Aqueous-based materials of this type, however, are inherently water-leachable which precludes the overcoating of such conductive layers with water-based layers which are designed to be substantially non-conductive.

The use of polysilicic acid in crosslinking poly(vinyl acetate) and poly(vinyl butyrate) is desribed in U.S. Pat. No. 2,440,771.

The use of crosslinking agents to decrease the migratory action of leachable materials has been proposed but crosslinking agents, in general, are toxic, form cross-linked polymers which are highly-colored and are chemically active which may undesirably affect the sensitometric characteristics of photographic elements in which they are used.

Accordingly, it is an object of this invention to provide a method of coating a layer of conductive polymer with a water-soluble or dispersible coating without substantial leaching of materials from one layer to the other.

It is another object of this invention to provide a conductive layer topcoated with a water-based coating.

It is still another object of this invention to provide a method of preparing an electrophotographic element comprising a conductive layer and an overcoat layer comprising an insulating polymer and a photoconductor.

It is a further object of this invention to provide a method of preparing a water-soluble, non-conductive overcoat layer for a conductive layer in an electrophotographic element.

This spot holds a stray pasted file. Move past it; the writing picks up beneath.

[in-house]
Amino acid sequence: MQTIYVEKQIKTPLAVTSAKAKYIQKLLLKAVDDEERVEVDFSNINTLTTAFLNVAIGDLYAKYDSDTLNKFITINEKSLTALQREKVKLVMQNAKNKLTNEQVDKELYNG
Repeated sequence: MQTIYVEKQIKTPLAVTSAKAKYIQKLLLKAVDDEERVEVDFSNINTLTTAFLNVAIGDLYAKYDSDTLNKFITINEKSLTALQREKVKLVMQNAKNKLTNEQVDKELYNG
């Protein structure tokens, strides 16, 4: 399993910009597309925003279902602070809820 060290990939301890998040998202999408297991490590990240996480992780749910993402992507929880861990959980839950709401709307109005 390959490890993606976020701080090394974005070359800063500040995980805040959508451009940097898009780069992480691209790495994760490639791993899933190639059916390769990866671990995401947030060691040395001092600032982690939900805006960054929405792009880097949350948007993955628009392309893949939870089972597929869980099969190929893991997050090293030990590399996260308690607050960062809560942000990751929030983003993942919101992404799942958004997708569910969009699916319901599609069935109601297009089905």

It is a still further object of this invention to provide an electrophotographic element comprising a conductive layer with a non-conductive overcoat.

It is still another object of this invention to provide a conductive polymeric layer to be used as an antistatic layer for silver halide emulsion elements.

These objects of the present invention are accomplished by crosslinking the conductive polymer with hydrolyzed tetraethyl orthosilicate prior to overcoating with a water-soluble or dispersible coating.

The element of this invention comprises a support having thereon a conductive layer comprising a conductive polymer crosslinked with hydrolyzed tetraethyl orthosilicate (polysilicic acid), said conductive layer having coated thereon an aqueous-based coating. In the preferred embodiment, the element is an electrophotographic element wherein the overcoat layer comprises an insulating polymer containing a photoconductor. In another embodiment, the element is a photographic element comprising an antistatic layer of a conductive polymer having coated thereon a silver halide emulsion layer. The hydrolyzed tetraethyl orthosilicate spontaneously crosslinks the conductive polymer during conventional drying steps to form a conductive layer that is non-photoactive, non-tacky and has high resistance to abrasion. Water-based electrically insulating layers can be coated directly upon the crosslinked polymers without any significant loss of the electrical characteristics of either layer.